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Turkey's Oil Tanker Traffic Jam Is Growing

The oil tanker traffic jam in the Bosphorus and Dardanelles Straits is growing, the Tribeca shipping agency told Reuters on Friday.

The number of oil tankers idling in the Bosphorus and Dardanelles Straits waiting to enter Turkish waters has swelled to 28 as of Friday, compared to 20 on Monday.

Before they can move on, Turkey requires all oil tankers to show proof of proper insurance coverage for their cargo, in light of the recently implemented G7 oil price cap on Russian crude.

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Turkey’s requirements come despite Western assurances that not every crude oil tanker should have to prove that it has proper coverage. The insurance checks are creating extensive delays in shipping, and is worrying not only crude oil buyers, but Russia as well.

Part of the worry is that Western insurers are saying they are unable to provide the documents that Turkey is requesting, because it could expose them to sanctions should it be found out later that the oil cargo that they are carrying were sold at prices that went beyond the G7’s $60 price cap.

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Turkey has referred to its insurance-checking process as “routine”, arguing that if there were an accident involving a vessel that was found later to be in breach of sanctions, it is possible that the damage wouldn’t be covered by the international oil-spill fund.

“(It) is out of the question for us to take the risk that the insurance company will not meet its indemnification responsibility,” Turkey said.

Much of the crude oil being held up in the Strait is crude oil from Kazakhstan, not Russia. Kazakhstan ships its crude oil from Russian ports on the Black Sea—and it isn’t subject to the G7 oil price cap rules.

 By Julianne Geiger

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  • George Doolittle on December 11 2022 said:
    Europe had no problem taking control of the entire Black Sea in the 1850s whilst taking on Imperialist Russia back then so I fail to see what is at issue in the current circumstance...for Europe anyways.

    Anyhow all incredibly expensive manner in which oil and distillate product be transported if transported at all.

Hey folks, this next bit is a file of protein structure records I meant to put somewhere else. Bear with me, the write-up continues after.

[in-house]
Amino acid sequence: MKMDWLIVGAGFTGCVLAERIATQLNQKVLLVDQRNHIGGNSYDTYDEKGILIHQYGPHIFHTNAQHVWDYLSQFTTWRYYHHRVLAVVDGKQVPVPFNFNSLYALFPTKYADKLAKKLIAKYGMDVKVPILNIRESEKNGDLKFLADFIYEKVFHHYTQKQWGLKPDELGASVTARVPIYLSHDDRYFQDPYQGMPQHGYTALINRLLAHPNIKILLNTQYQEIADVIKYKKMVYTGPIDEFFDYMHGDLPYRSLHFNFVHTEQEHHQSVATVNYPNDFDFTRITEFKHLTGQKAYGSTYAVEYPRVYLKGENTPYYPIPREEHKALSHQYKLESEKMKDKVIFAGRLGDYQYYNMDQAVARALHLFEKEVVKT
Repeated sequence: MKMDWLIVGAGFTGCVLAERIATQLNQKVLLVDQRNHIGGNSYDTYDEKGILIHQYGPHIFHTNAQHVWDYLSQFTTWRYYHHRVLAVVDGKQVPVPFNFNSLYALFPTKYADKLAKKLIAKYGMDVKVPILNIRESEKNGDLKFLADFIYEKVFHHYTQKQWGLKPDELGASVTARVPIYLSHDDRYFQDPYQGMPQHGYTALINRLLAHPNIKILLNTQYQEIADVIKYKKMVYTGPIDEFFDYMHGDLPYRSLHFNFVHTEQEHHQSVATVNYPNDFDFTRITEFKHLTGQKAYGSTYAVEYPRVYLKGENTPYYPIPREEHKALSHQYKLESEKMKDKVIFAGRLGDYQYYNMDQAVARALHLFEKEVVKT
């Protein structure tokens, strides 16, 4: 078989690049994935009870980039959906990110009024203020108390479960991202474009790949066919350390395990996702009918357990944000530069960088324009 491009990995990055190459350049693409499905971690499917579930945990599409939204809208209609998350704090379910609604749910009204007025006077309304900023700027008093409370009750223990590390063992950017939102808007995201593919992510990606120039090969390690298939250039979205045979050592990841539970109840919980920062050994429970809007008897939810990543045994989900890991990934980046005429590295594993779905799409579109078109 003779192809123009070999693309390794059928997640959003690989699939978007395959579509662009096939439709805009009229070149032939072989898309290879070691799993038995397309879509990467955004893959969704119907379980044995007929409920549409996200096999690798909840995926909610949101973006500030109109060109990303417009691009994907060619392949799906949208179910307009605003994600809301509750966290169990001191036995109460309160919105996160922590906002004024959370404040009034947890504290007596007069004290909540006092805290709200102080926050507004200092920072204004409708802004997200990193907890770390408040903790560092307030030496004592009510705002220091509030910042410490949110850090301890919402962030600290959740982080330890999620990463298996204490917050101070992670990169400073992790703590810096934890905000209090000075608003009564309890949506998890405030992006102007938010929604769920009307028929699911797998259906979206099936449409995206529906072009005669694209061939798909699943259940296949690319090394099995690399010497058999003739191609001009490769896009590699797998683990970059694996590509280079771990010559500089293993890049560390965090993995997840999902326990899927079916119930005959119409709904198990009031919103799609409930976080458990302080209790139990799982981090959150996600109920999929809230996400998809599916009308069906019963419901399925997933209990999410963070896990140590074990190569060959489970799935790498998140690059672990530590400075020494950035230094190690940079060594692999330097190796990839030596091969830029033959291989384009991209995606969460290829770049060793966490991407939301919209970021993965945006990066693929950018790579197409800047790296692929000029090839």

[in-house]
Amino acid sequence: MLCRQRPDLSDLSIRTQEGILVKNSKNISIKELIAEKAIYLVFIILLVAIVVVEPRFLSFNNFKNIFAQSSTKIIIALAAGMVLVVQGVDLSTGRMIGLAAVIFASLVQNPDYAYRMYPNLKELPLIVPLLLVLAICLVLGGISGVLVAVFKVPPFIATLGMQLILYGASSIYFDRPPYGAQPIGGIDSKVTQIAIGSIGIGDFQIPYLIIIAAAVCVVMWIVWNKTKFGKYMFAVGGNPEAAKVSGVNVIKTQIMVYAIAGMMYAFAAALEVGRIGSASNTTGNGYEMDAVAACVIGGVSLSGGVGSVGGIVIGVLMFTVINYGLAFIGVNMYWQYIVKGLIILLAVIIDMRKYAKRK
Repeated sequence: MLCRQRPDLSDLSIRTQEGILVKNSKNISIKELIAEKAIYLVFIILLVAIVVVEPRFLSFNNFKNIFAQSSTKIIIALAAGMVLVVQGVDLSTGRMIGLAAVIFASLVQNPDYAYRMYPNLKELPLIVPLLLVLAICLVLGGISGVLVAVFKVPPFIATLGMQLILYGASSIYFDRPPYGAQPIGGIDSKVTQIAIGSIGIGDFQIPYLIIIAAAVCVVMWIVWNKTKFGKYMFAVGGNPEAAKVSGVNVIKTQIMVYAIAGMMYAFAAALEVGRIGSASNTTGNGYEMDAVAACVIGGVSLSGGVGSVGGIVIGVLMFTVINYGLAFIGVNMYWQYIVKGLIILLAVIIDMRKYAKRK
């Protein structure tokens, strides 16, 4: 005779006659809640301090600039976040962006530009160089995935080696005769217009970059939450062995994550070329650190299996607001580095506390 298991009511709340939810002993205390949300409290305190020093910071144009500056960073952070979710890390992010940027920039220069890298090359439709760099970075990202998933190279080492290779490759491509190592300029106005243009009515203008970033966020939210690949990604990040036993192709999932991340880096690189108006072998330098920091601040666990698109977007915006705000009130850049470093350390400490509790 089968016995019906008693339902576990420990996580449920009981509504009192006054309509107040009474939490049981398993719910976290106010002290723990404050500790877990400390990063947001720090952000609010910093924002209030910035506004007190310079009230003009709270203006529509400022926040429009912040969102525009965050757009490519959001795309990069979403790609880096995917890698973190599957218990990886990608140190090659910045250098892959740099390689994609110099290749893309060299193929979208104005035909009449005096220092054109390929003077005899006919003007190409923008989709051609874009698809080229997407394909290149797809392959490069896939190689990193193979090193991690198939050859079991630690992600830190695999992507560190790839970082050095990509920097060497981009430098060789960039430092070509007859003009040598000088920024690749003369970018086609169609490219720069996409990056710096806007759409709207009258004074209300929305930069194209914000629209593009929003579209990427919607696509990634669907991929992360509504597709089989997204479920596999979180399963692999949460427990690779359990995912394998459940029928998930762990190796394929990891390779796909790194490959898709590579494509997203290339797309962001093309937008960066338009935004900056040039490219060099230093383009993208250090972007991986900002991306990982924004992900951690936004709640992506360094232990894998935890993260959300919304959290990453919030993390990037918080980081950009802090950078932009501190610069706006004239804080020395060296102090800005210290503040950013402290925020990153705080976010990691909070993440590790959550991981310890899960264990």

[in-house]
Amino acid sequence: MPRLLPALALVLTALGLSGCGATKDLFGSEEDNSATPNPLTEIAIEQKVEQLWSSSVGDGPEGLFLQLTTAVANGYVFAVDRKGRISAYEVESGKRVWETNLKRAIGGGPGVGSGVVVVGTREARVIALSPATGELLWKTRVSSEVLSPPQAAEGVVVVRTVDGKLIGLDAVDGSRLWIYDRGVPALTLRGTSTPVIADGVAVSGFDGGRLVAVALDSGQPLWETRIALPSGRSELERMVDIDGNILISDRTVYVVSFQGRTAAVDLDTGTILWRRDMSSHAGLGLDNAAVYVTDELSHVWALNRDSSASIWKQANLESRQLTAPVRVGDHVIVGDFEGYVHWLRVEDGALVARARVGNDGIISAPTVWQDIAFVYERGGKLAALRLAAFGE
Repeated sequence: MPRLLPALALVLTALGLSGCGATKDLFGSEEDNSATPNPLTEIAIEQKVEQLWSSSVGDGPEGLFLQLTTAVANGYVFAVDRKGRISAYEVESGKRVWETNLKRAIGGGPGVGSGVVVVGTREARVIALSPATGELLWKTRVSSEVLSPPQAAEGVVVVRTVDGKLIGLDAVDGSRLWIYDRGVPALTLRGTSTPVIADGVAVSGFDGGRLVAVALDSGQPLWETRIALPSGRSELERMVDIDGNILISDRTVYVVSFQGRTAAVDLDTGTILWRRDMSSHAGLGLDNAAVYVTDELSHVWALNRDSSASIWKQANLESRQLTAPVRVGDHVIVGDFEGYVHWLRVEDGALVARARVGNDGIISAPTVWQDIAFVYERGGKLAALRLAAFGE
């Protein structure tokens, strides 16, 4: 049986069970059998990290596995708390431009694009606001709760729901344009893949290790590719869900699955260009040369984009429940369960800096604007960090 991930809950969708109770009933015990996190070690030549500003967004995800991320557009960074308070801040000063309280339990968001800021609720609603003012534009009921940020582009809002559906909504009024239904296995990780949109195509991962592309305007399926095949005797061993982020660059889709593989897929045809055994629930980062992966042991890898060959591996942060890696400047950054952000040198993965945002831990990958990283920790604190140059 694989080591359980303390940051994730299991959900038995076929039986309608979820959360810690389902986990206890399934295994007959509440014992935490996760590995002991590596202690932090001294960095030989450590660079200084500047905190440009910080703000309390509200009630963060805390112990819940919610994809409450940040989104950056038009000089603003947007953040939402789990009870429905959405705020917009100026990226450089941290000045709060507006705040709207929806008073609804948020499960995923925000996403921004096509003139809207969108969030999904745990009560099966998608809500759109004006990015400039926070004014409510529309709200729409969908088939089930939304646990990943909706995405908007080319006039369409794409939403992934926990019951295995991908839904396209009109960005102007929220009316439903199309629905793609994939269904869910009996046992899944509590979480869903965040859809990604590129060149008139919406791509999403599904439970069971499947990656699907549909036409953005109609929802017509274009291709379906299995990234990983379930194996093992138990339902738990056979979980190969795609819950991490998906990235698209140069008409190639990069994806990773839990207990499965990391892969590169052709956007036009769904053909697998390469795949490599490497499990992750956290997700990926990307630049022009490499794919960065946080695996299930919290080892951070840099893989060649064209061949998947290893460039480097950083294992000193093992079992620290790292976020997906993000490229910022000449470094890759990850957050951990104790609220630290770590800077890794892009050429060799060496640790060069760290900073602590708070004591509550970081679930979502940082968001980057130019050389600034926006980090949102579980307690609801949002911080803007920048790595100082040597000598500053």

• Mamdouh Salameh on December 10 2022 said:
    The oil tanker traffic jam in the Bosphorus and Dardanelles Straits is getting worse with the number of tankers waiting to enter Turkish waters rising to 28 from 20 on Monday. More than 25 million barrels of crude oil are estimated to be on board these tankers.

    Turkey is insisting that oil tankers show proof of proper insurance coverage for their cargo in light of the recently implemented G7 oil price cap on Russian crude. But Western insurers are saying they are unable to provide the documents that Turkey is requesting, because it could expose them to sanctions should it be found out later that the oil cargoes that they are carrying were sold at prices above the G7’s $60 price cap.

    I can only hazard three explanations for Turkey’s stance.

    1- Turkey is is genuinely worried about an accident involving one of the tankers in Turkish waters particularly if it didn’t have proper insurance cover.

    2- It is possible that the Turks are deliberately using the jam to force the United States to agree to deliver F-16 fighters to Turkey and also force the EU to accept Turkey becoming a gas hub with Russian gas delivered to the EU via Russia’s Turk Stream gas pipeline.

    3- It is equally possible that Turkey is trying to undermine the price cap thus indirectly helping Russia in return for special favours.

    Dr Mamdouh G Salameh
    International Oil Economist
    Global Energy Expert

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